I’m still not convinced Twitter is right for me. If you’ve never used it, this is how it works:
You sign up and then send updates to the world of what you are doing. The updates must be short – 140 characters or less (that includes spaces, I think). Not much happens until you start following people though. Then you get their updates. You can reply to them by typing @ before their username. Sometimes they reply, but sometimes they don’t. It’s like a dysfunctional chatroom.
I only “follow” 12 people. I can’t imagine what it would be like if I followed hundreds – I’m already distracted when one of the 12 I follow updates what they are doing.
Went back down memory lane with two journal entries from 1975. One was an assignment for English in which I reflected on Knoxville: Summer of 1915 by writing my own memories of summer nights. The other was about my joy at getting my beloved bedroom back.
I must be getting spring fever – after all the maple outside my office window is nearly ready bloom. I’ve watched the red buds swell over the past few weeks, and I think can see some yellow along the seams. I had no tolerance for work yesterday, although I did get a few hours of work accomplished.
What I spent the most time on, however, was a makeshift platform bird feeder. I’d already put my tube feeder on a [sort of a] hook on the side of the window, but wanted something more visible so I could capture (on film) the birds that visit. I reasoned that I could use the window bottom to hold something light horizontally outside the ledge and put some birdseed on it. Then I could put the webcam next to the window and get more birds on [digital] film.
I looked around the attic and found a couple of green lids from large Rubbermaid® containers which I attached to the window ledge by wedging it under the bottom of the casement window. It looks silly, but it was effective. After only a few moments of hesitation, the birds began eating off the feeder and kept it up most of the afternoon.
Maybe I’ll get some work done today.
Transcribed some more journal entries over at Snapshots of My Life in which I am confused and somewhat depressed about my college experience and write the first draft of a memory assignment.
I’d been wanting a GPS device for a year or so when my husband gave me one for my birthday. It was a Garmin StreetPilot i5. Everyone agreed this was a perfect gift for me because of my knack for getting lost.
We tried it out immediately. We discovered that we didn’t like the American female voice – it was flat and nasally obnoxious, so we switched to the British female voice and declared her official Voice of the Camry. She was authoritative in a humble way. We named her Millicent.
Millicent was our heroine. She got us home when we were lost and got us to far away destinations when we were unsure of how to get there. We envisioned a woman sitting in our personal satellite watching over us and keeping us safe.
Occasionally Millicent would become annoyed at us — mostly when we failed to follow her directions. In those cases, she would [seem to] take a deep breath and say “Re-callllll-cu-lating” in a reproachful tone. When we continued to disregard her directions we fully expected her to say something like, “And just why did you bring me along if you are not going to listen to my advice?”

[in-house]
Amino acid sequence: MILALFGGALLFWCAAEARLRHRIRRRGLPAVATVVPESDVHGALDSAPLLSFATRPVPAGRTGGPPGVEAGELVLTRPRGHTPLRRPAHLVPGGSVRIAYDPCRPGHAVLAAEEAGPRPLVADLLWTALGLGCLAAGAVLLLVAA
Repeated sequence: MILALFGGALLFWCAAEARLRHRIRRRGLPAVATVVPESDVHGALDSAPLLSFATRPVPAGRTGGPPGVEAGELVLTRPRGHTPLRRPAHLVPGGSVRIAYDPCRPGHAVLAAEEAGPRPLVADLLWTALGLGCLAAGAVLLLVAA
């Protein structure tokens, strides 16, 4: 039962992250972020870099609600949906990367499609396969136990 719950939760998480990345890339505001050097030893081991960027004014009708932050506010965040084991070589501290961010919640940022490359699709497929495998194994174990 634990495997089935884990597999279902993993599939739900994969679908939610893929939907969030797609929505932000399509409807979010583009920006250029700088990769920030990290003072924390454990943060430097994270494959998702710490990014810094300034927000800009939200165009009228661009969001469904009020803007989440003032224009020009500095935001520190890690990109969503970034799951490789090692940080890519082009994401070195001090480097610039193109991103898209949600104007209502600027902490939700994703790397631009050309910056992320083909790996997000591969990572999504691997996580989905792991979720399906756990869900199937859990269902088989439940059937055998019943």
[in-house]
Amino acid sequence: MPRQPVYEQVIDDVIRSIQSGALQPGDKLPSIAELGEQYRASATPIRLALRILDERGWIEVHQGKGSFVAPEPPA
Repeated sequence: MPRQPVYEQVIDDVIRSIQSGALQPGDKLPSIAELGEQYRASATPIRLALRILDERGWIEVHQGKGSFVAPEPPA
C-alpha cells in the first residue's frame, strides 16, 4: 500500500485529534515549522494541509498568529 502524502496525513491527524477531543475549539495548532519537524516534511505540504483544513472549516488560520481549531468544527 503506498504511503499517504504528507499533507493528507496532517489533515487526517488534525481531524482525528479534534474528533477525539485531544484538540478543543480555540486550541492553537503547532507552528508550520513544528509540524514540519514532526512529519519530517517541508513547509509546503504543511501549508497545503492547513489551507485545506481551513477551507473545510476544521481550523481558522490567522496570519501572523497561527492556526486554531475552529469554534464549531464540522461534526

Last August, close to our first anniversary with Millicent, she — along with her power cord and dashboard mount, went missing from our car. We suspected foul play and were worried that her thieves would treat her poorly. We envisioned her, blindfolded and gagged in the trunk of their car, along with other stolen items. We knew that if allowed to talk she would say “Re-callllll-cu-lating” at some point, and that might be her undoing. Thieves don’t like to be talked back to.
Of course, it is possible that Millicent simply decided that our family no longer needed her — especially since her advice was often shunned. She may simply have used her dashboard mount in an umbrella like fashion and floated away like a miniature electronic Mary Poppins.
Up next: Our new GPS device: Bruce — aka Steve — aka Ken.
No birds came to my feeders today. That is very odd. I usually get a woodpecker or two on the suet feeder and at least a tufted titmouse or chickadee on the tube feeder. Maybe it’s because I bunched them together so they’d be on the side of the house I can see. Or maybe they were holding up somewhere warm, since it was a sleeting kind of day.
The kids were home, so I was not completely lonely without the birds, but it just seemed strange that not one bird visited the feeder while I was at the computer.
On the way to pick up my son from wrestling practice I saw two women walking dogs. One of the women was laughing so delightedly I immediately felt envious of her friend and anyone else who knew her. I had an overwhelming desire to have her part of my life.
Then I wondered why I couldn’t be that laughing woman. I’d be the one that made other people glad to be alive — even strangers in cars picking up their sons from wrestling practice.
Good plan, but I’ll have to work through some issues first. And maybe get a dog.
The Awakening moved from Haines Point yesterday and the Washington Post covered it. Here’s a video that’s embedded on their website. I think the music is a little too cheerful.
The Post also has a slide show about the move.I hope this National Harbor place works out and the giant is happy there.
Andrew’s wrestling team was featured, not once, but two times in the local newspapers this week. Kinda cool that the Washington Post is a local newspaper!
Both articles reinforce my point about Derek Manon being such a great coach and mentor.